Is criticism today part of the reason that interest in new music is waning?  If so it isn't because of a conservative press spouting opposition to the music of the future, which had been the norm in the 19th and early 20th centuries, but of a press apathetic toward what composers are trying to do and displaying equal interest, or lack thereof, to all types of music. This paper proposes an alternative to this type of criticism.   

Fall 2017 Meeting Schedule

Music Critics and Composers (11AM-12:30PM)

Beverly Jerold (Princeton, NJ) “Beethoven Reception as Affected by Performance”

Bruce MacIntyre (Brooklyn College) - “Debussy as Critic:  Crystal Ball for the 20th Century?”

Sasha Metcalf (Brooklyn Academy of Music) - "How Critic Robert Brustein Positioned Philip Glass as the Future of American Theater"

Lunch (12:30-1:00)

Keynote Address (1:00-1:30)

David Hurwitz (ClassicsToday.com) "“Acidy” Cassidy and the Birth of the Modern Record Review: 1942-1950"

Music Criticism and Fascism (1:45-2:45)

Luca Lévi Sala (New York University) "Cultural Purification: Musical Autarchy and Antisemitism in Italian Music Criticism of the 1930s"

Karen Uslin (Rowan University) - "Critiques Under the Gallows: The Music Criticisms of Viktor Ullmann"

Evolution of Twentieth-Century Music Criticism (3PM-4:30PM)

Jonathan Waxman (Hofstra University) -  "Music Critics as Program Note Annotators for Early Twentieth-Century American Orchestra"

Georg Burgstaller (RILM) - "Damages: Heinrich Schenker's Reception as a Key to His Views on Music Criticism"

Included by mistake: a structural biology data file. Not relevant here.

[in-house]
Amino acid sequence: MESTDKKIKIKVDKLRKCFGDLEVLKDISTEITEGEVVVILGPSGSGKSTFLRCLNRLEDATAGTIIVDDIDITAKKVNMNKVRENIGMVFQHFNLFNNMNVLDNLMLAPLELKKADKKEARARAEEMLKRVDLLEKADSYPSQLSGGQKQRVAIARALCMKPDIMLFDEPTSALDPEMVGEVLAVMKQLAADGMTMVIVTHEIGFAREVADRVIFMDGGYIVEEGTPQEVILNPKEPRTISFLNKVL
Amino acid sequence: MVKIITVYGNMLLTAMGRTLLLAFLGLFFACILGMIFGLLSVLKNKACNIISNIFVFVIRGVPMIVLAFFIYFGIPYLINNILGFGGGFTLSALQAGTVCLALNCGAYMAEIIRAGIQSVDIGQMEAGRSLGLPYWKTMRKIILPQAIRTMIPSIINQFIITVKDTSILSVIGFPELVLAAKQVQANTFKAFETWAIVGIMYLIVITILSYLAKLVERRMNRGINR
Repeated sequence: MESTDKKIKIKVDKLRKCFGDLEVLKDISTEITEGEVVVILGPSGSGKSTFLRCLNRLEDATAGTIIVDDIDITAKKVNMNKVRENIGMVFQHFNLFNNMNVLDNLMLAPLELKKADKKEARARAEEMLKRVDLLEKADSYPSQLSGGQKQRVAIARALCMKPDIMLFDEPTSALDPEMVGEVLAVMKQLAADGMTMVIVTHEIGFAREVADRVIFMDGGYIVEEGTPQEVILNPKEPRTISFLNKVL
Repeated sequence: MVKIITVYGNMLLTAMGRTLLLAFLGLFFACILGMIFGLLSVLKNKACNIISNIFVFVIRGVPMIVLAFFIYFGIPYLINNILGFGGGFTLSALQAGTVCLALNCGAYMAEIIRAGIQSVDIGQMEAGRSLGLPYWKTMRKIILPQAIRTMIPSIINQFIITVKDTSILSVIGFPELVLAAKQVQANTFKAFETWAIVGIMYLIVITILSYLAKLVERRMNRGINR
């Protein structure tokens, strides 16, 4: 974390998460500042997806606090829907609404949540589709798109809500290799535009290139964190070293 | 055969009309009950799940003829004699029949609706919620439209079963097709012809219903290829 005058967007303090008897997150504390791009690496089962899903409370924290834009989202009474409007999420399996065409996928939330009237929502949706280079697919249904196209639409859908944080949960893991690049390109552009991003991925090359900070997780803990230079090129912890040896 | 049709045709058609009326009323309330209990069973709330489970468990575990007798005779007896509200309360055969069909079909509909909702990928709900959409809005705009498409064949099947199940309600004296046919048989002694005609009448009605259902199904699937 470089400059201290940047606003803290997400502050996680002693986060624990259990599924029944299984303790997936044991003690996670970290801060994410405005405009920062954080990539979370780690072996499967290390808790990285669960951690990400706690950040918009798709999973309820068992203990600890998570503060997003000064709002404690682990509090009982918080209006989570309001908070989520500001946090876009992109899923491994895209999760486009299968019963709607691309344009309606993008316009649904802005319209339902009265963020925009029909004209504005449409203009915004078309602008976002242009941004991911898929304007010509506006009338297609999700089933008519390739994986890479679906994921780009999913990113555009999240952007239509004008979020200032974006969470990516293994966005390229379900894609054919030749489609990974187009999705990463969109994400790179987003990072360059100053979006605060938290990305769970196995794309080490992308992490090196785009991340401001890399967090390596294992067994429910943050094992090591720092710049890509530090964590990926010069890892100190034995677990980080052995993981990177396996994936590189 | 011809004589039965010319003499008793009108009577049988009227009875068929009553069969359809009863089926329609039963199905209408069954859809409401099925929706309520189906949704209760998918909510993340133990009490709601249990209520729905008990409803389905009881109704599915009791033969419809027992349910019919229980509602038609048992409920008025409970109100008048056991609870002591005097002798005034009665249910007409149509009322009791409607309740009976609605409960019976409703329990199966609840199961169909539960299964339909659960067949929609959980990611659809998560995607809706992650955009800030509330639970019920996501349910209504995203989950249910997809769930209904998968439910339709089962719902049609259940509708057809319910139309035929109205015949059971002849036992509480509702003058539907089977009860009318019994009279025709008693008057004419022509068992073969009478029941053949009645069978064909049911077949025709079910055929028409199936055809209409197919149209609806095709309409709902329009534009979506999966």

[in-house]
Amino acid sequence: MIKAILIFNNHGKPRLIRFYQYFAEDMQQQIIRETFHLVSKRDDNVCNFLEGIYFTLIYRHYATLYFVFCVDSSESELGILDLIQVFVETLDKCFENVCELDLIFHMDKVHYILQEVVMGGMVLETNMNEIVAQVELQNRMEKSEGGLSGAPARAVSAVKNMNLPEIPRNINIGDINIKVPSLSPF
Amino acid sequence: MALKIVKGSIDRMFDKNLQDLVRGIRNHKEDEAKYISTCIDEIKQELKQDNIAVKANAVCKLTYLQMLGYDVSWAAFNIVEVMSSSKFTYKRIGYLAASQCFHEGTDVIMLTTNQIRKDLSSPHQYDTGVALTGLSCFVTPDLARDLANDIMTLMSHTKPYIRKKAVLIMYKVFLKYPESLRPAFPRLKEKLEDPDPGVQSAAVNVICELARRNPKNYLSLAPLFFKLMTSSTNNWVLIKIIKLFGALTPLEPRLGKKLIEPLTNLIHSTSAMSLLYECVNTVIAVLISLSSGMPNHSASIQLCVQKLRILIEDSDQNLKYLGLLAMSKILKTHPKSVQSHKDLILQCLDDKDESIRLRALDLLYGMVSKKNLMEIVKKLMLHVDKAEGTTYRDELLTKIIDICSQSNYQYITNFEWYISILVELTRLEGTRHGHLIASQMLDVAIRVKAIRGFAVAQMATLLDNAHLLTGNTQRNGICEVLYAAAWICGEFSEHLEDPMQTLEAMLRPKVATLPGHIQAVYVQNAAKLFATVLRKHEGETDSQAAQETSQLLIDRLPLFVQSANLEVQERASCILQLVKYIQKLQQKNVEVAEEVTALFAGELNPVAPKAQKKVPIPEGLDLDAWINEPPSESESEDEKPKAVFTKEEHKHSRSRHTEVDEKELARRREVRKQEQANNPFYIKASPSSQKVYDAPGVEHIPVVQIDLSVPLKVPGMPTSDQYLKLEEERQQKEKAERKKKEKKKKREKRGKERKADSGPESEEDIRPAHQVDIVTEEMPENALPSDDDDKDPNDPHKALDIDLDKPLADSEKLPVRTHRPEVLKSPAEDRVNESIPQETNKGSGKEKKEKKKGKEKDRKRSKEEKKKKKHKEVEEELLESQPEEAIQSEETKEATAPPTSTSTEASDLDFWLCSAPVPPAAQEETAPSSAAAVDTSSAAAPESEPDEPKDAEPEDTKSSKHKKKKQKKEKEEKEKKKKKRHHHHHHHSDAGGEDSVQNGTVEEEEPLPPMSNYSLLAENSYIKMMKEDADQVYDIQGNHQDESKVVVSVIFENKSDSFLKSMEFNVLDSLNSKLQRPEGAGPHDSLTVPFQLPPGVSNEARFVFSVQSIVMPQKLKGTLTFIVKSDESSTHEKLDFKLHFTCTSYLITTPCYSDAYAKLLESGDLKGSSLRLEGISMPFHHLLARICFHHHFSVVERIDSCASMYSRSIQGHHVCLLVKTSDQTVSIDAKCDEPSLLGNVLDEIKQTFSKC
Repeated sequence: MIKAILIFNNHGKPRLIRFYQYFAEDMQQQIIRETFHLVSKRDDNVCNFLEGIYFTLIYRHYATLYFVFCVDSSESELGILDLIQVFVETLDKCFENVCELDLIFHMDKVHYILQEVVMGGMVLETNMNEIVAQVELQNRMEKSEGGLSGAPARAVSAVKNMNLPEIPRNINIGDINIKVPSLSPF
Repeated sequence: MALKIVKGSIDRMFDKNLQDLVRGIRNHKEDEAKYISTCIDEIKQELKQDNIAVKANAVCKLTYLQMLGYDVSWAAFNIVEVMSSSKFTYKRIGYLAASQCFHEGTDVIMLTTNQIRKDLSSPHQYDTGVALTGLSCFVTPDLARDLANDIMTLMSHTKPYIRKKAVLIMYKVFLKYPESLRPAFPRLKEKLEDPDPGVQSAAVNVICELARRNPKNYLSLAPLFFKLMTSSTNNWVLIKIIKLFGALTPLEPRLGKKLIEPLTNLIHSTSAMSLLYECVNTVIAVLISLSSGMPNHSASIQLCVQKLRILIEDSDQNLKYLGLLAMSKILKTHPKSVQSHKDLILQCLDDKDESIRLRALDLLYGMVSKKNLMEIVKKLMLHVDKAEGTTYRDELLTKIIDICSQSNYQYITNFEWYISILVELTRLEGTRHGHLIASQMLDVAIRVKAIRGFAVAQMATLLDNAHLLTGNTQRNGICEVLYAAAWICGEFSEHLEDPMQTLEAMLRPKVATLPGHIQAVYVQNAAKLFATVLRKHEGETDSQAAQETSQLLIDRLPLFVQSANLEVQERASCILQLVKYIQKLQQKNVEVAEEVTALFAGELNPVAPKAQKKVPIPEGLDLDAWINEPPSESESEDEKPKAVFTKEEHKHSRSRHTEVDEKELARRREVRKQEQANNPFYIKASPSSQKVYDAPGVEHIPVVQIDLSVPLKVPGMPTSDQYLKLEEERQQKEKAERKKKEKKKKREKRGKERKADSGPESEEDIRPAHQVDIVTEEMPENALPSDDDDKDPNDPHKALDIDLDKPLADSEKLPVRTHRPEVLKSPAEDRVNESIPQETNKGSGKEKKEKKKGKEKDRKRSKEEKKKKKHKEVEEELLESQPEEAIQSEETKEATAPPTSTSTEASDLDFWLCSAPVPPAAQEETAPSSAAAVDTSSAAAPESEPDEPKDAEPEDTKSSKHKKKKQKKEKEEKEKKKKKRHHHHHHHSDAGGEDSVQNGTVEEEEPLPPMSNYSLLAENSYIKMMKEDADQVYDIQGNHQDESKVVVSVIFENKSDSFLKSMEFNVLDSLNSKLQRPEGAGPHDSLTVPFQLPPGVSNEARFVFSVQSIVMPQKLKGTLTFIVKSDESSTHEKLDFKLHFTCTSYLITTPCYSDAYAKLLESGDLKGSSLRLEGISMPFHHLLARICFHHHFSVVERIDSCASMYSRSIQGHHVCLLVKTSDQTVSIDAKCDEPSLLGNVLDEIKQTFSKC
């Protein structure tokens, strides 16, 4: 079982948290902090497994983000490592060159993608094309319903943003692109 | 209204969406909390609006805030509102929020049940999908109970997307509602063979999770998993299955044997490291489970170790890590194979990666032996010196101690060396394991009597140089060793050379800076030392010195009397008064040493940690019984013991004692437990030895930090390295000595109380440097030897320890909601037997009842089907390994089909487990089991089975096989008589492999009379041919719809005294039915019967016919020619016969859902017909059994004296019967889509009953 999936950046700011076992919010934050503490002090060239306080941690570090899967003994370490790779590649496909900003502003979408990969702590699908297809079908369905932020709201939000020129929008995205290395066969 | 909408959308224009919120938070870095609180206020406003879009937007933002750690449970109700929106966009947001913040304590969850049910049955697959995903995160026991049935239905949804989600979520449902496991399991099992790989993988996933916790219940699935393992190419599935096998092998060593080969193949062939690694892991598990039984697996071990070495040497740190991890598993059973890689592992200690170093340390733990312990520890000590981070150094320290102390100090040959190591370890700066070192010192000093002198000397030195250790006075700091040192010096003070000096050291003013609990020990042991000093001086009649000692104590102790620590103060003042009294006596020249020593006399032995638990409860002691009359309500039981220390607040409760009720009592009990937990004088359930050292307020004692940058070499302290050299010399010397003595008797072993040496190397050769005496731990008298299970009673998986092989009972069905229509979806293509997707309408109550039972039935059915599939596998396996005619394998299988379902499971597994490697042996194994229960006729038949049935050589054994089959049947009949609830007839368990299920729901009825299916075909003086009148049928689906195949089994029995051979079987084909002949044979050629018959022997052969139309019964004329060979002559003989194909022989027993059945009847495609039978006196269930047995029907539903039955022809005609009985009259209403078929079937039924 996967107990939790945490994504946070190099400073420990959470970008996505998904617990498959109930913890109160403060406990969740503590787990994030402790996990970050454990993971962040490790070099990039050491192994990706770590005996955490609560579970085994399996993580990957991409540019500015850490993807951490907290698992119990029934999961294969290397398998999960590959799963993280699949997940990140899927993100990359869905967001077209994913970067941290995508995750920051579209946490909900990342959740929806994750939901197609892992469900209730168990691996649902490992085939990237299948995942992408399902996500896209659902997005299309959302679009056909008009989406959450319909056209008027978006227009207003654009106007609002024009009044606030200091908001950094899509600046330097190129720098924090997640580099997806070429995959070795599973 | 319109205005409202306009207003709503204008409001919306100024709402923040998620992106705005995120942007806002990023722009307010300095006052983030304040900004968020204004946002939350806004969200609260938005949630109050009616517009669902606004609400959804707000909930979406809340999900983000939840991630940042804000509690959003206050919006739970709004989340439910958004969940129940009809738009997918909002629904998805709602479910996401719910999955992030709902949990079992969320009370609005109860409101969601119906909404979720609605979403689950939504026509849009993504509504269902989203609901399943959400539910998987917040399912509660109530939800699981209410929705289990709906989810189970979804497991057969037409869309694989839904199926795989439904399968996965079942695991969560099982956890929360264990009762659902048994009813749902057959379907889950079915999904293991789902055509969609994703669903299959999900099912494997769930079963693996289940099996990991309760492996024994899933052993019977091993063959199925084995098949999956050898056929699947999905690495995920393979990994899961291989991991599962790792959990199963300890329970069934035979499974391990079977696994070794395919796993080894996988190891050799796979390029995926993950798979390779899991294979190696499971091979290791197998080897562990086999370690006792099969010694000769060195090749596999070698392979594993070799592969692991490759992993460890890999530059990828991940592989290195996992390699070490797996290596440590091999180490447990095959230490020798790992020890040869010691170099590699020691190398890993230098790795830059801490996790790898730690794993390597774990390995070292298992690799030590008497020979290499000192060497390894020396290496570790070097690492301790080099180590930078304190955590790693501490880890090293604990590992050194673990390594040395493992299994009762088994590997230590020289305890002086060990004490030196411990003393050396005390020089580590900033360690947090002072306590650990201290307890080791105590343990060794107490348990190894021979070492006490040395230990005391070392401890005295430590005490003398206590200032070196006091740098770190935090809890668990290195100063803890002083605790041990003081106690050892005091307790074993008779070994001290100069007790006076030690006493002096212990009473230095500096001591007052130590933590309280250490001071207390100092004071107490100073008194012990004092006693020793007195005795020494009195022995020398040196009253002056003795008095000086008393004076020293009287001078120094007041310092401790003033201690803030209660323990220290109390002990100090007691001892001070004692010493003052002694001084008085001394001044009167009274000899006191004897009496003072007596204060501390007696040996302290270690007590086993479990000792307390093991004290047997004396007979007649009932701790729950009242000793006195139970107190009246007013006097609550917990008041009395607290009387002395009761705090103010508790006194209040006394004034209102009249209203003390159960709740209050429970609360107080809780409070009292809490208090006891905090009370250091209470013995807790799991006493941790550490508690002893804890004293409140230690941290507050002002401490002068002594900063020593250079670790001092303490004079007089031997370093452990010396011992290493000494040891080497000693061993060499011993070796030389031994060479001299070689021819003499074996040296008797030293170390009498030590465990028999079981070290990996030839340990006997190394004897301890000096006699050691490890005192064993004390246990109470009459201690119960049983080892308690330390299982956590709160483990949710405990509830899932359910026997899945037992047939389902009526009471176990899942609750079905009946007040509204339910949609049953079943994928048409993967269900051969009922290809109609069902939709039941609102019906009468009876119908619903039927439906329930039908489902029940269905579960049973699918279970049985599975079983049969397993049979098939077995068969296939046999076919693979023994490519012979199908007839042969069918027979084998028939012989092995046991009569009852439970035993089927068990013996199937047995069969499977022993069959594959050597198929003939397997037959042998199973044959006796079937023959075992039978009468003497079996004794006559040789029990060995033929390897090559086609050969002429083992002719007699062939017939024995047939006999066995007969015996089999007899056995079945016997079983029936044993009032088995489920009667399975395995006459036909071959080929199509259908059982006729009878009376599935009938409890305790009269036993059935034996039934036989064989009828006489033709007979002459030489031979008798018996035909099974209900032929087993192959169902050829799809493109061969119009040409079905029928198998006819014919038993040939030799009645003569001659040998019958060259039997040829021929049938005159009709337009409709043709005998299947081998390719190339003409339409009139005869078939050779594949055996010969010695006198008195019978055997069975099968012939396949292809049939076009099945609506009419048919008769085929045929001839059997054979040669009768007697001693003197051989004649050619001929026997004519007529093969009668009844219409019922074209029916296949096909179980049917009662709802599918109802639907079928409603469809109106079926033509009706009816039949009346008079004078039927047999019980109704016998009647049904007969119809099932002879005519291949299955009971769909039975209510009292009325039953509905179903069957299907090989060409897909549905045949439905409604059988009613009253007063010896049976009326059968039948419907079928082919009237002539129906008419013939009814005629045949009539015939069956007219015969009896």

Solomon Guhl-Miller (Rutgers University) - "How we got out of Critical Music Criticism and Why We Should Get Back into it"

Fall 2017 Meeting CFP

For our Fall meeting, we will look at music criticism--past, present, and future.  The meeting will take place on Saturday, September 23rd, at the AMS national office at NYU.

We invite proposals on any aspect of music criticism.

Send 200-300 word proposals by September 1, 2017 to both DrJSDailey@aol.com and jonathan.waxman@gmail.com.

Follow these guidelines:

1.  Put "AMSGNY Fall Meeting" in the subject line
2.  Include your name, address, phone number, e mail address in the e mail
3.  Do not include attachments; put your proposal in the e mail
4.  Make sure your proposal clearly states what YOU will be discussing--too many proposals are mostly summaries of other people's research
5.  Explain how your topic fits into the meeting's theme

If you are not an AMSGNY member, you may submit a proposal; you will need to become a member prior to the meeting.

This is the first of a number of exciting events the Greater New York Chapter has planned for this year.